But in the hands of the organizers of editors and contributors of the newly published "Corona," a journal of arts and ideas based at Montana State University, the usual is turned inside out until it is transformed into the unexpected.
The 30-year-old periodical, which was dormant for many years after the publication of four previous issues, has now become more than a journal, even something more than a book.
"We wanted to do something that embodied theoretical problems of text and image," said Michael Sexson, an MSU English professor who was one of the founders of the original "Corona" in 1980. Sexson remains one of three editors of the publication. Others are Lynda Sexson, professor of religious studies, and Carla Nappi, a professor of history, both in MSU's Department of History and Philosophy,
"Every piece that is included is multilayered and used in very different ways to teach and to engage," he said. "Everything is multisensory."
The publication is assembled in a box about the size of "half a pizza box," as Lynda Sexson explains it. Inside are 18 contributions from writers, poets and artists from across the country who explored the meanings of text, image and stretching the definition of books in inventive ways and demonstrating the fluidity of the borders of different types of media.
For instance, a stunning essay on the map by the writer David Quammen plays with the idea of maps. A tiny haiku alphabet primer by Greg Keeler, a poet and professor of English at MSU, is cleverly bound with a piece of number two pencil in a piece designed by Stephanie Newman, professor of design at MSU. A small clay tablet explores the significance of place in a contribution by farmer, political activist, and artist, Trudy Laas Skari. A traditional story of a California Indian tribe that is about baskets, is interpreted by MSU President Geoff Gamble, who is a scholar of disappearing Native American languages when not running the university. The piece is displayed in a piece of paper that folds neatly to suggest a basket.
That's one of the reasons that it took two years to publish "Corona," and also explains why each one of the 1,000 limited editions will be sold for $80, Lynda Sexson said. Any profits will be used to fund future "Corona" projects.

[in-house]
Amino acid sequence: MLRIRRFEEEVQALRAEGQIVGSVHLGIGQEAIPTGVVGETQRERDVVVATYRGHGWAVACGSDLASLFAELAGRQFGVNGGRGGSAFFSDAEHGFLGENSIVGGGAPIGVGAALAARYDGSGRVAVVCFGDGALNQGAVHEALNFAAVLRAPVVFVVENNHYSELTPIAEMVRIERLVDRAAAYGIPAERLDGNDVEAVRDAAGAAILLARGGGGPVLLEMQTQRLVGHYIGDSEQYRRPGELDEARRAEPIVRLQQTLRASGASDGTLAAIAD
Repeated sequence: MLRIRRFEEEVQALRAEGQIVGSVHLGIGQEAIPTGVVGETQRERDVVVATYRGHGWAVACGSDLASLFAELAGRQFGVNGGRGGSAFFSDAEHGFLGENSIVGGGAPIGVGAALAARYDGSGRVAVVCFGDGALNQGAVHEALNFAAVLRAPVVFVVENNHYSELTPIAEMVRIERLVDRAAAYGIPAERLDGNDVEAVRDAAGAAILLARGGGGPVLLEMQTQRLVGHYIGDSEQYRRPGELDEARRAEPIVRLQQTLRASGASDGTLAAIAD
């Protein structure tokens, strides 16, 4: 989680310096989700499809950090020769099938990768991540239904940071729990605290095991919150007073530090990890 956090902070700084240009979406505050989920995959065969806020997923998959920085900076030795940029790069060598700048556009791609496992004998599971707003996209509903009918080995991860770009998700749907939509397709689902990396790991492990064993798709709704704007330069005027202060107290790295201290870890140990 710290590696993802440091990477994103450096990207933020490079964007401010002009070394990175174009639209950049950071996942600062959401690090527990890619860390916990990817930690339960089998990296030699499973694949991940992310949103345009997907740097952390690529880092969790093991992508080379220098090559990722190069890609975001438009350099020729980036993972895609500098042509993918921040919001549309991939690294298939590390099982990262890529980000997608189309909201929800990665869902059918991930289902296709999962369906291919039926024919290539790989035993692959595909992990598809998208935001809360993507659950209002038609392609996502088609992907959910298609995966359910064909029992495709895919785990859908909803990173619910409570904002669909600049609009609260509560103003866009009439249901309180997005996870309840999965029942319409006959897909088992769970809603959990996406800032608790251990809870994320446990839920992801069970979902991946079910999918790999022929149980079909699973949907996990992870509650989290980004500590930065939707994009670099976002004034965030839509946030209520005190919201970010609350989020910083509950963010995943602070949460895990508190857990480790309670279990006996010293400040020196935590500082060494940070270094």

"Many elements were done by hand, including stamping and sewing, reversing, or commenting on, the history of the book and mechanical and electronic reproduction," she said.
While the contributions are playful and clever, so were the editorial meetings that led to its preparation, according to Nappi, who will be leaving MSU soon for a position at the University of British Columbia.
"When I came here two years ago, the ("Corona") crew adopted me and our meetings have been the highlight of my week," said Nappi, who also contributed a piece about the Chinese symbols for body, which are printed on puzzle pieces that fit into a beautifully rendered shape of a body.
Not only was it fun, it was immensely educational, according to Sadie Tynes, a senior from Simms with majors in English and history/religious studies who served as the student editor on the project. Tynes said working with the professors, contributors and other students and volunteers on "Corona" was the most educational experience she had at MSU. She believes it was a big reason why she was recently accepted into the University of Chicago Divinity School.
"I've had two years of wonderful interactions with Lynda and Carla," Tynes said. "Not many undergraduate students get the opportunity to have interactions of that quality with their professors and to have an experience like this."
Susan Torre, a junior majoring in graphic design from Hamilton, said the opportunity to design pieces for "Corona" added a new layer to the way she sees her work. Most of her other design studies are solutions for commercial projects, and the "Corona" work was nearly spiritual, she said.
"It definitely opened up new doors of thinking," said Torre, who among other things designed a custom cigar band with the image of the noted poet Anna Rabinowitz for the two poems she contributed.
Tynes said students and community volunteers ebbed and flowed during the two years of twice weekly meetings. Meekyung MacMurdie, a recent graduate in history and religious studies from Whitehall, was also a student editor. She will be attending graduate school at the University of Wisconsin-Madison studying art history and visual studies. Art directors included Tandy Riddle and Linda Knox, both volunteers from the community.
Other noted writers who contributed pieces to the journal included artist David Kirk, Northwest poet James Bertolino, Alabama-based artist Mary Ann Sampson, poet and Frederick Turner, author of epic poems and books about Shakespeare, as well as Arizona-based artist Julie Comnick, among others.
"Each piece is meant to be evocative and playful, so that the reader extends, responds to, the work," Lynda Sexson said. "Was it Twyla Tharp who said, 'Before you can think out of the box, you have to start with a box?' The process of thinking about everything from design to theory was very refreshing and so much fun."
Copies of Corona may be purchased at http://www.montana.edu/corona/.
Lynda Sexson (406) 994-4200, email@example.com or
Michael Sexson, 994-5189